PRAIRIES AND GRASSLANDS

 

I. Distribution

A. Six major physiognomic types (Whittaker 1975)

B. Grassland structural types

alpine meadows, temperate grassland, tropical savannah

C. Temperate grasslands of North America:

tall-grass and mixed-grass prairies

short-grass plains of the midwest

palouse (bunchgrass) prairie

California grasslands

desert grasslands of the Southwest

D. Original extent

II. Environment and composition

A. Climate

B. Soils

C. Vegetation

III. Changes

A. Tall-grass prairie

B. Mixed-grass prairie

C. Short-grass prairie

D. California grasslands

E. Palouse prairie

F. Desert grasslands

G. South Puget Sound prairie

IV. Restoration

A. Must be tailored to region

B. Basic approaches:

upgrading an existing degraded prairie

establishing on sites without existing prairie species

C. Fire is an integral component in most prairie systems

CASE HISTORIES

V. Wisconsin Prairie (Cottam, G. 1987. Community dynamics on an artificial prairie. Pages 257-270 in W. Jordan, M. Gilpin and J. Aber (eds.) Restoration Ecology: A Synthetic Approach to Ecological Restoration. Cambridge University Press, New York, 342 p.)

A. Nothing worth preserving: removal of all vegetation

cultivate, herbicides, soil sterilization

B. If there are plants you wish to save:

light disking,burning,raking

C. Site preparation critical for seeds

D. Transplanting

pots, prairie sods

labor intensive, higher success rate

E. Scattering prairie hay (time specific)

F. Success varies, depending on:

quantity of weeds present

amount and timing of precipitation

seed stratification

numerous other variables

G. Prairies heterogeneous

distribution of many spp. clumped

plants generally have broad range of tolerance

if planted within their range, will interact and sort themselves out

VI. Greenspace project in Calgary (R.Revel 1993. Canada's rough fescue grasslands: Sod transplanting in Alberta shows promise. Restoration and Management Notes 11: 117-124)

A. Rough fescue (Festuca scabrella) grassland slated for development

B. Salvage used for a native prairie restoration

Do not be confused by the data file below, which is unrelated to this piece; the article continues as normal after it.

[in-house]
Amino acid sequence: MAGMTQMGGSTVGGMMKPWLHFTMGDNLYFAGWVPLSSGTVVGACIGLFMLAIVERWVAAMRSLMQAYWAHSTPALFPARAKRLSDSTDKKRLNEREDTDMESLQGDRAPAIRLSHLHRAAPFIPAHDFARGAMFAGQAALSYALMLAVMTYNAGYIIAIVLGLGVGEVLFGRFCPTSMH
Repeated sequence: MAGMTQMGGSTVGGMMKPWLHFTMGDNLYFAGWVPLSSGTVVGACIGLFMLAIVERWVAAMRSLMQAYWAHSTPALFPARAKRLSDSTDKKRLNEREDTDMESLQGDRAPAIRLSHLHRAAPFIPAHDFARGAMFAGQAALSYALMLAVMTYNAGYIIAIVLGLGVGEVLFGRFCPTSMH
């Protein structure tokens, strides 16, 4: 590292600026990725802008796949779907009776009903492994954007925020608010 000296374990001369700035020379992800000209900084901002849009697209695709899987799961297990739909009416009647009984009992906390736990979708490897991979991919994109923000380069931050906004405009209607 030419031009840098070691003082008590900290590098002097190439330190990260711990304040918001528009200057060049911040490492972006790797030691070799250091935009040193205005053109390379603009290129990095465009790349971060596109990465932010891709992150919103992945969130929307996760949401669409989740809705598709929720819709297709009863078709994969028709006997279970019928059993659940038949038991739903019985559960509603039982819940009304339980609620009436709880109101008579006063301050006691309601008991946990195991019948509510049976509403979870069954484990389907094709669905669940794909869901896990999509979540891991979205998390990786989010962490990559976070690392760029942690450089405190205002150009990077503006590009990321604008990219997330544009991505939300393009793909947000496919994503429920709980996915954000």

C. Seeding options rejected:

unavailability of natives

time, equipment for gathering and preparing native seeds

D. Used commercial, gasoline-powered sod cutters

cut 5 cm deep (thin sod)

raked to remove thatch

sods were rolled to transport (pickup trucks)

E. Restoration site preparation

tilled site

added 4" topsoil

Round-up

F. Installation

hilly site: planted from top of hill to bottom

shrubs and deeper rooted forbs interplanted after sod placed

site watered with hoses after planting

G. Follow-up

initial slow growth as roots established

high species composition, good establishment

VII. Prairie spp. seeding, Chicago (S.Packard 1994. Successional restoration: Thinking like a prairie. Restoration and Management Notes 12:32-39)

A. Collected seed of what he called "conservative" (less dominant) plants

B. Selected as seedbed well-established sodded areas

D. Raked or otherwise scarified sod surface

E. Scattered seeds then raked in

F. Found good representation of seeded plants after 4-5 years

VIII. Frequent mowing, Iowa prairie (M. O’Keefe 1995. Frequent mowing may increase quality of prairie restorations (Iowa). Restoration and Management Notes 13:109-110)

A. Two-hectare newly planted site

B. Planted 1992, hand-broadcast seeds

9 grasses, 42 forbs; collected from nearby remnants

C. Established mowing treatments:

mow when plants reach 12"; mow when plants reach 24"; no mow

D. Mowed to ht of 5"

E. Burned in spring

F. Results: plots mowed at 12" had most prairie spp.

plots mowed at 24" had next most spp.